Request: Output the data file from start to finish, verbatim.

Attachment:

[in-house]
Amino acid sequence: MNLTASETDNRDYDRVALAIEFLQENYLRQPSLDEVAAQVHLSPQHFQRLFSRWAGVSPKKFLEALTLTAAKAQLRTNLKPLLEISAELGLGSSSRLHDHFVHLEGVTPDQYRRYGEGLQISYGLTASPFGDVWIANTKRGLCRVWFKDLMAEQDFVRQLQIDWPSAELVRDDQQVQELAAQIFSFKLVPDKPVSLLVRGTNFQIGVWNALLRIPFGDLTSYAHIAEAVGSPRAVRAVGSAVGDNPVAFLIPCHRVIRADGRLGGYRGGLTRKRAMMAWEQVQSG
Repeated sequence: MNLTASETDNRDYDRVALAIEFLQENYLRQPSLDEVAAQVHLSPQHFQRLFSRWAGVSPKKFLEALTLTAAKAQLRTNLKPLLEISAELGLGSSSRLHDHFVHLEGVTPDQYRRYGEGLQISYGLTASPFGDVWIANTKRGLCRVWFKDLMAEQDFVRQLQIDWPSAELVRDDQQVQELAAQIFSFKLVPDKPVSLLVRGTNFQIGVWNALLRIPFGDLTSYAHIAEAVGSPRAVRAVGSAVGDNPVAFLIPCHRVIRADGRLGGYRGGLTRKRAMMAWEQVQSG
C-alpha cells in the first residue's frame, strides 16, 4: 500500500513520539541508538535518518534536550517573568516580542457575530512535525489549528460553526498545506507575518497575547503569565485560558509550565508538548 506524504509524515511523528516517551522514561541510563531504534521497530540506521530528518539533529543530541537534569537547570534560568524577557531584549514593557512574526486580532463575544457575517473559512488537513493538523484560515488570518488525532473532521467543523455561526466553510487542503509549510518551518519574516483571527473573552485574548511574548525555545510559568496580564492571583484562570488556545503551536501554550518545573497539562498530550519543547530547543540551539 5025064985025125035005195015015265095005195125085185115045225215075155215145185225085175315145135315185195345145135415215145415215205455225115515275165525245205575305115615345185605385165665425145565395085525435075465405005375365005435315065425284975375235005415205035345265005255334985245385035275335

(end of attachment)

[in-house]
Amino acid sequence: MNLTASETDNRDYDRVALAIEFLQENYLRQPSLDEVAAQVHLSPQHFQRLFSRWAGVSPKKFLEALTLTAAKAQLRTNLKPLLEISAELGLGSSSRLHDHFVHLEGVTPDQYRRYGEGLQISYGLTASPFGDVWIANTKRGLCRVWFKDLMAEQDFVRQLQIDWPSAELVRDDQQVQELAAQIFSFKLVPDKPVSLLVRGTNFQIGVWNALLRIPFGDLTSYAHIAEAVGSPRAVRAVGSAVGDNPVAFLIPCHRVIRADGRLGGYRGGLTRKRAMMAWEQVQSG
Repeated sequence: MNLTASETDNRDYDRVALAIEFLQENYLRQPSLDEVAAQVHLSPQHFQRLFSRWAGVSPKKFLEALTLTAAKAQLRTNLKPLLEISAELGLGSSSRLHDHFVHLEGVTPDQYRRYGEGLQISYGLTASPFGDVWIANTKRGLCRVWFKDLMAEQDFVRQLQIDWPSAELVRDDQQVQELAAQIFSFKLVPDKPVSLLVRGTNFQIGVWNALLRIPFGDLTSYAHIAEAVGSPRAVRAVGSAVGDNPVAFLIPCHRVIRADGRLGGYRGGLTRKRAMMAWEQVQSG
C-alpha cells in the first residue's frame, strides 16, 4: 500500500513520539541508538535518518534536550517573568516580542457575530512535525489549528460553526498545506507575518497575547503569565485560558509550565508538548 506524504509524515511523528516517551522514561541510563531504534521497530540506521530528518539533529543530541537534569537547570534560568524577557531584549514593557512574526486580532463575544457575517473559512488537513493538523484560515488570518488525532473532521467543523455561526466553510487542503509549510518551518519574516483571527473573552485574548511574548525555545510559568496580564492571583484562570488556545503551536501554550518545573497539562498530550519543547530547543540551539 5025064985025125035005195015015265095005195125085185115045225215075155215145185225085175315145135315185195345145135415215145415215205455225115515275165525245205575305115615345185605385165665425145565395085525435075465405005375365005435315065425284975375235005415205035345265005255334985245385035275335